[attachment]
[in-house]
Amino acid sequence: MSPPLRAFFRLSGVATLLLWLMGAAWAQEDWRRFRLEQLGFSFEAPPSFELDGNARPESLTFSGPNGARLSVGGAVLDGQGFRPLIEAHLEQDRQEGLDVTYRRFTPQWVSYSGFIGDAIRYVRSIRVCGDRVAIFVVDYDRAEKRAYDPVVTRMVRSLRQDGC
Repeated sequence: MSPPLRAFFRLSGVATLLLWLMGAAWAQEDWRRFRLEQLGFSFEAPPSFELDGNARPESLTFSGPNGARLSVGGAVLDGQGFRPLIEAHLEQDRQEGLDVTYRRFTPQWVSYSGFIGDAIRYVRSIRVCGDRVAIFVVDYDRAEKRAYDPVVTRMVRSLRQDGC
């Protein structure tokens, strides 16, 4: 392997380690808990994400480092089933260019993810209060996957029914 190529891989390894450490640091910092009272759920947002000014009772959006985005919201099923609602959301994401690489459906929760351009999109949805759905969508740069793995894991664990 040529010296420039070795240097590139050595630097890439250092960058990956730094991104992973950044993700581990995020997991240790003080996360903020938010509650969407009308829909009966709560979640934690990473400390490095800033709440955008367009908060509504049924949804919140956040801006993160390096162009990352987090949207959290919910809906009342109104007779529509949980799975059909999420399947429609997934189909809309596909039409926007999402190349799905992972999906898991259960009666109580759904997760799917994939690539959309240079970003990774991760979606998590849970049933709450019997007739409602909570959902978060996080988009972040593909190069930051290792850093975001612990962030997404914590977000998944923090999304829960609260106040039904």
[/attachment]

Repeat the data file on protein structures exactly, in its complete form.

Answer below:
[in-house]
Amino acid sequence: MSPPLRAFFRLSGVATLLLWLMGAAWAQEDWRRFRLEQLGFSFEAPPSFELDGNARPESLTFSGPNGARLSVGGAVLDGQGFRPLIEAHLEQDRQEGLDVTYRRFTPQWVSYSGFIGDAIRYVRSIRVCGDRVAIFVVDYDRAEKRAYDPVVTRMVRSLRQDGC
Repeated sequence: MSPPLRAFFRLSGVATLLLWLMGAAWAQEDWRRFRLEQLGFSFEAPPSFELDGNARPESLTFSGPNGARLSVGGAVLDGQGFRPLIEAHLEQDRQEGLDVTYRRFTPQWVSYSGFIGDAIRYVRSIRVCGDRVAIFVVDYDRAEKRAYDPVVTRMVRSLRQDGC
């Protein structure tokens, strides 16, 4: 392997380690808990994400480092089933260019993810209060996957029914 190529891989390894450490640091910092009272759920947002000014009772959006985005919201099923609602959301994401690489459906929760351009999109949805759905969508740069793995894991664990 040529010296420039070795240097590139050595630097890439250092960058990956730094991104992973950044993700581990995020997991240790003080996360903020938010509650969407009308829909009966709560979640934690990473400390490095800033709440955008367009908060509504049924949804919140956040801006993160390096162009990352987090949207959290919910809906009342109104007779529509949980799975059909999420399947429609997934189909809309596909039409926007999402190349799905992972999906898991259960009666109580759904997760799917994939690539959309240079970003990774991760979606998590849970049933709450019997007739409602909570959902978060996080988009972040593909190069930051290792850093975001612990962030997404914590977000998944923090999304829960609260106040039904």